COAI said the roaming arrangements have helped subscribers of operators who have not received 3G spectrum to enjoy high speed data services and also to meet the objectives of encouraging efficient spectrum utilisation and promoting broadband penetration to citizens
New Delhi: Under scrutiny for entering into illegal roaming agreement for third generation (3G) mobile services, Cellular Operators Association (COAI)—the lobby of GSM operators—on Tuesday said that any changes in it would deprive users of enjoying seamless high-speed data services, reports PTI.
In July this year, in an effort to reduce cost and offer pan-India 3G services, Vodafone, Bharti Airtel and Idea Cellular had entered into roaming agreement to serve their respective customers in circles in which they (operators) had failed to get 3G spectrum in the auction last year.
This would help operators offer 3G services to customers in circles where they cannot build their own 3G network as they do not have the licence.
Airtel, Aircel and RCom each owns 3G spectrum licence in 13 of the 22 telecom circles, while Vodafone has it in 10 circles and Idea and the Tatas in nine circles.
COAI has written to Telecom Regulatory Authority of India (TRAI) chairman JS Sarma saying prior to the 3G/BWA auctions, the Department of Telecom (DoT) had made it clear that “3G/BWA auction is for grant of spectrum and not for grant of licence to provide 3G or BWA services”.
Telecom regulator TRAI had sought information from service providers on their bilateral agreements for entering into 3G roaming pacts, to ensure that there is no violation of licence terms and conditions.
The DoT had also raised doubts over 3G roaming pacts of companies, which are not having 3G services on pan-India basis.
In an internal note, the DoT had clarified that a UASL (unified access service licence) licencee cannot offer 3G services, declare a tariff plan or acquire customers in a circle it hasn’t been allocated 3G spectrum in.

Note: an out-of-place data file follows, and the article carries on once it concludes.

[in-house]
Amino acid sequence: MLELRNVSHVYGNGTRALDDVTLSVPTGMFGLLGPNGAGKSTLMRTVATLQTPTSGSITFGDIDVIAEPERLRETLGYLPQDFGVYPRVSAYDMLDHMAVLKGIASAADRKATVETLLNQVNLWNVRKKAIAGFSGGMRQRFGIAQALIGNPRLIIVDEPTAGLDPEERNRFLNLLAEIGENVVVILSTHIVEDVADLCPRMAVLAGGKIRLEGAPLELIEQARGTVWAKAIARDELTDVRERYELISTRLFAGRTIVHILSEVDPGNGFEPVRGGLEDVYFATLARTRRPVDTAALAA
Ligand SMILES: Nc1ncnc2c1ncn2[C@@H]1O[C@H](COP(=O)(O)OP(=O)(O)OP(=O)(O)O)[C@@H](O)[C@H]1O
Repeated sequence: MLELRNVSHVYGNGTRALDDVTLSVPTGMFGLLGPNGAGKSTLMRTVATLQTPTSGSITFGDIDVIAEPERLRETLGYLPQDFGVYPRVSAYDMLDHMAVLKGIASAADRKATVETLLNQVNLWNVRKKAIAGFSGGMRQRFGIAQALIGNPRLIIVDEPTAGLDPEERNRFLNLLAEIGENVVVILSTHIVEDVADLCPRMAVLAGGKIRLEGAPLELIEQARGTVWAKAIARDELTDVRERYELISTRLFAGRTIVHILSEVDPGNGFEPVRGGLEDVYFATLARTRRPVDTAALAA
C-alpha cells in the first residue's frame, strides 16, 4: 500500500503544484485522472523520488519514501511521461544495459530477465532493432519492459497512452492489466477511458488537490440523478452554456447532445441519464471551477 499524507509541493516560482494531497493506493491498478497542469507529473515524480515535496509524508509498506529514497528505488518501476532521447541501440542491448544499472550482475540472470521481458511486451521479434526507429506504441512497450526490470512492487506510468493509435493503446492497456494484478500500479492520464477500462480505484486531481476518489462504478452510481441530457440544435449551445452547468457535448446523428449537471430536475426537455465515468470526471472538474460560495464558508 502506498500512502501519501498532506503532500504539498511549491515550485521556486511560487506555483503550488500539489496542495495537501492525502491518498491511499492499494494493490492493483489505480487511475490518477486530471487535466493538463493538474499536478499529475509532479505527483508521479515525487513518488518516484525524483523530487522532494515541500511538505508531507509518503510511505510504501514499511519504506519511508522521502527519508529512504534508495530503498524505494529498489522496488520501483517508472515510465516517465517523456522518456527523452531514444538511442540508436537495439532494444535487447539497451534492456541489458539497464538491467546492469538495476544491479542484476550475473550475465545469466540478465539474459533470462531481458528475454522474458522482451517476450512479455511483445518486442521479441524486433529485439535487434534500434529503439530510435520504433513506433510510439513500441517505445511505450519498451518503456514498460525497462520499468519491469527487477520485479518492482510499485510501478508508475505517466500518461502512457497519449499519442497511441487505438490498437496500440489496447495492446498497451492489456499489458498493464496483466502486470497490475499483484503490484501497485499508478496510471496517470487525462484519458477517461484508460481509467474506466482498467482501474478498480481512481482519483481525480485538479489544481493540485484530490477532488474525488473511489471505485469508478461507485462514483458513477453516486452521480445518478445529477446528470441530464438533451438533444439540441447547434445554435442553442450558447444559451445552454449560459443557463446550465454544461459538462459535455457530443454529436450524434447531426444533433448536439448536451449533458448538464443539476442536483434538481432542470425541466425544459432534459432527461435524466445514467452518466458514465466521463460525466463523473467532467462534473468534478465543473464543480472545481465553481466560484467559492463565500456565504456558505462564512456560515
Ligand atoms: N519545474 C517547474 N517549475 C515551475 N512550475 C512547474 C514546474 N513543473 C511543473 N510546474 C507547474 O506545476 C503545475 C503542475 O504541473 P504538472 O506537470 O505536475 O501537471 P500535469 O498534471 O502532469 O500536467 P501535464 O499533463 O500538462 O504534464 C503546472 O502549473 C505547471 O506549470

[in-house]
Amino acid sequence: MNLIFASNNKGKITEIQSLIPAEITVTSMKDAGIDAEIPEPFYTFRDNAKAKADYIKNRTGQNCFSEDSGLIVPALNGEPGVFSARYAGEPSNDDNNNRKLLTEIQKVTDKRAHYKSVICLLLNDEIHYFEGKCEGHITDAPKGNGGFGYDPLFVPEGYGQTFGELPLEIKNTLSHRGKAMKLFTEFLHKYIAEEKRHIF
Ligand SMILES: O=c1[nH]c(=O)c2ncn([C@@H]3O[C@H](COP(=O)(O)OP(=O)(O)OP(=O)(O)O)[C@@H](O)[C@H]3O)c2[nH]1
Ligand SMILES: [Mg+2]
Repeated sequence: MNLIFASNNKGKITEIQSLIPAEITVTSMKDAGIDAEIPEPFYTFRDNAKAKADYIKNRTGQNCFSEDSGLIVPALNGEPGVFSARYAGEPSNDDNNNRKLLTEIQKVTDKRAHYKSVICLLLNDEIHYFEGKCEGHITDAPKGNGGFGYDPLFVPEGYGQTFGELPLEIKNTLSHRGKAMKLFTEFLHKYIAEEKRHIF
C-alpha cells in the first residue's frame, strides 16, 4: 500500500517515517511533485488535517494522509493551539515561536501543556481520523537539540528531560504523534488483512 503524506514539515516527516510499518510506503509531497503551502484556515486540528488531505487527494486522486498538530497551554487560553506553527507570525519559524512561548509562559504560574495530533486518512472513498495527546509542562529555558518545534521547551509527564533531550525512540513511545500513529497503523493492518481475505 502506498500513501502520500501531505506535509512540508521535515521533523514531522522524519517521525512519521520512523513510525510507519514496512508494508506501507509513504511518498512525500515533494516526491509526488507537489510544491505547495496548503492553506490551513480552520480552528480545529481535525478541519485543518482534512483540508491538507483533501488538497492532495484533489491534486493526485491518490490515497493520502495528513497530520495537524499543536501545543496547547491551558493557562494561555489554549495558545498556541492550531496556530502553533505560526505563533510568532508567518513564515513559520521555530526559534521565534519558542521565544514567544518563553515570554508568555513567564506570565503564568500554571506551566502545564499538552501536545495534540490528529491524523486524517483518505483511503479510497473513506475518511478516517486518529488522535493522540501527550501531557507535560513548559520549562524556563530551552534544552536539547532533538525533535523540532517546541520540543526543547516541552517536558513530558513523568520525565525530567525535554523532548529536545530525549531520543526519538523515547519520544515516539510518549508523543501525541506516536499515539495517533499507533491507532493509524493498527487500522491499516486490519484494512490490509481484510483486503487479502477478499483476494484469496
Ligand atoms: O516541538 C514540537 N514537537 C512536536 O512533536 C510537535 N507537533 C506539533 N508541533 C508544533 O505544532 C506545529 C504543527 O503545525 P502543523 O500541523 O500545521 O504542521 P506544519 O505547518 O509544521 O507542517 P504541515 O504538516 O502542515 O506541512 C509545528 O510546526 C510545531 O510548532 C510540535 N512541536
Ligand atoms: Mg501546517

COAI has contended that a Unified Access Service (UAS) License is technology neutral access service license which allows the provision of all type of access services.
DoT in its note had said under the licence conditions, a licencee providing services has to have its own network. “At present, mandatory roaming or MVNOs are not part of the government’s telecom policy,” it had added.
The lobby said the roaming arrangements have helped subscribers of operators who have not received 3G spectrum to enjoy high speed data services and also to meet the objectives of encouraging efficient spectrum utilisation and promoting broadband penetration to citizens.
This has also resulted in additional revenue from the roaming subscriber and additional revenue share for the government as well.
COAI said any disallowance of intra-circle roaming will be substantial reversal of DoT’s stated position on the issue and a “reinterpretation of the fundamental nature of the technology neutral UASL structure”.
It has requested also TRAI to share a copy of its report which has been submitted to the DoT.
“Whether it would be a rights issue, preferential or QIP route... it is still not decided. But one thing has been confirmed through the finance secretary that the bank would be adequately capitalised by 2012,” SBI chairman Pratip Chaudhuri said
Ahmedabad: The country’s largest lender State Bank of India (SBI) on Tuesday said the finance ministry has given an assurance that the bank would be adequately capitalised by March 2012, but it has not yet decided on the route it will take for the same, reports PTI.
“Whether it would be a rights issue, preferential or QIP route... it is still not decided,” SBI chairman Pratip Chaudhuri told reporters here.
“But one thing has been confirmed through the finance secretary that the bank would be adequately capitalised by 2012,” he said.